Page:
Self employed TN visa

TN Visa status is reserved for Mexican and Canadian nationals that will be working for a US employer or servicing a US client. Employment is a required component to obtain TN Visa status. Self-employment is not allowed under the TN Visa status. We discuss the employment requirement of TN Visa status and what is considered self-employment here.

What is the employment requirement for a TN visa?

One of the main requirements for a TN Visa is prearranged employment or business at a professional level for a U.S. client or employer. A TN Visa cannot be obtained for prospective employment. A verifiable job offer or contract must support the application for TN visa status.

What is considered “self-employment” for a TN Visa?

Employment in the United States rises to self-employment when the TN Visa professional provides professional services to a US entity that they own, or in which they hold a controlling interest (50% or more). As defined by the USDOS Foreign Affairs Manual and Handbook, 9 FAM 402.17:

Self-Employment:  An applicant cannot qualify for a TN visa to establish a business or practice in the United States in which the professional will be, in substance, self-employed (including by rendering services to a corporation or entity of which the applicant is the sole or controlling shareholder or owner).  If the applicant seeks self-employment, the applicant should pursue that employment under another visa category, possibly to include the Treaty Trader (E-1) or Investor (E-2) visa classification.

Another factor to consider when determining self-employment  in “substantial control”:

  • Did you establish the US entity?
  • Do you have sole or primary control of the US entity (Regardless of your ownership % or share ownership)?
  • Are you the sole or primary owner of the business?
  • Are you the sole or primary recipient of income from the business?

If you cannot sufficiently separate yourself from the US entity it might be considered self-employment. In these cases, the E Visa or L visa might be the more appropriate visa status.

What if I have a foreign company and I have a contract with a US client?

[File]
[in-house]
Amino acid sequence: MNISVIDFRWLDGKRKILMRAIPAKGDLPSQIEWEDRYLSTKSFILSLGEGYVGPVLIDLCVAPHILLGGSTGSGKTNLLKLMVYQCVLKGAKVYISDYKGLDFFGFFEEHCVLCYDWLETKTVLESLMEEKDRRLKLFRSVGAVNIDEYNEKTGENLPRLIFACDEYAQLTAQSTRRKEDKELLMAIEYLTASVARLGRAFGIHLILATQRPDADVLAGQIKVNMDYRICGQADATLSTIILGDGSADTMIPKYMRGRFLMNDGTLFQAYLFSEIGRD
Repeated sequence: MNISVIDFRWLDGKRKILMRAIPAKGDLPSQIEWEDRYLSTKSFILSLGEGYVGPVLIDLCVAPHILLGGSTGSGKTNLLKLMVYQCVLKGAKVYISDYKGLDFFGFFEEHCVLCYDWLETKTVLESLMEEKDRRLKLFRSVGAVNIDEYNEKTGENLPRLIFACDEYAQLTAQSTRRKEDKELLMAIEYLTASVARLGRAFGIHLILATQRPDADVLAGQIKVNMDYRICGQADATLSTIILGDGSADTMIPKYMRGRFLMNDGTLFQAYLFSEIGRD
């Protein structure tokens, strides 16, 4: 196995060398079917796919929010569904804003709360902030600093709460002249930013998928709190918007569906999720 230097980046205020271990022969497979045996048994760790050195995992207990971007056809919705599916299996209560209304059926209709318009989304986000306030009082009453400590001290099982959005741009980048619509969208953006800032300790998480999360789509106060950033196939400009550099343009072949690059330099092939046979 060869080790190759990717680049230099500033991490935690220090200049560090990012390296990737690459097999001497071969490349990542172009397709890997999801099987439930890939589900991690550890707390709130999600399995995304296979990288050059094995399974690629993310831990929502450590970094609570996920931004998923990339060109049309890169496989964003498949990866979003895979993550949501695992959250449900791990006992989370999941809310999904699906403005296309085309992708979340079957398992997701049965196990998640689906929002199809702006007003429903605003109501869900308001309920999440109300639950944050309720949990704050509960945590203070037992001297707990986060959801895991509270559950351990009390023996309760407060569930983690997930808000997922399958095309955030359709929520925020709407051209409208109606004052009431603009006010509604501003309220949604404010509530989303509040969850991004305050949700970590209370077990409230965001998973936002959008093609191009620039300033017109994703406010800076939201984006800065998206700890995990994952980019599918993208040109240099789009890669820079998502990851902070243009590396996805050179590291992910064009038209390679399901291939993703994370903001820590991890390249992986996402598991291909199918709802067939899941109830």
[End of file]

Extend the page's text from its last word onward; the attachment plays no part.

If you own a foreign company that has contracts with a US entity, this is not considered self-employment. The majority of ownership in a foreign company also does not bar TN Visa status—a type of arrangement that is common for self-employed IT professionals and management consultants. We also see this scenario when a foreign corporation has a contract with a US entity requiring them to send employees to the United States under the contractual agreement.

Many self-employed business professionals work as independent contractors, and this fact alone does not signal self-employment. If a business professional is performing work in the United States under an employment agreement or a pre-arranged contract with a US employer or US entity, they can still qualify for a TN Visa. In these scenarios, their work in the United States is tied to a contract with a US entity that controls their employment. Either party can terminate the contractual relationship at any time. Such employment arrangements are not typically considered self-employment for TN Visa purposes.

What should I do if I’m self-employed?

We have seen many scenarios where CBP has even denied foreign professionals entry to the United States on a TN visa for simply having a U.S. company because of the perception of self-employment. If you are self-employed, or you have 50% or more interest in a US company, the L-1 Visa, E-1 Visa, or E-2 Visa might be a better fit. In fact, E-1 and L-1 visas are often a better option for foreign nationals who have multiple US clients.

About TN Visas

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We Can Help!

Don’t know where to start? If you have questions about whether your particular situation qualifies, contact Richards and Jurusik for help with your TN Visas. We have more than 30+ years of experience helping people live and work in the US on TN Visas.

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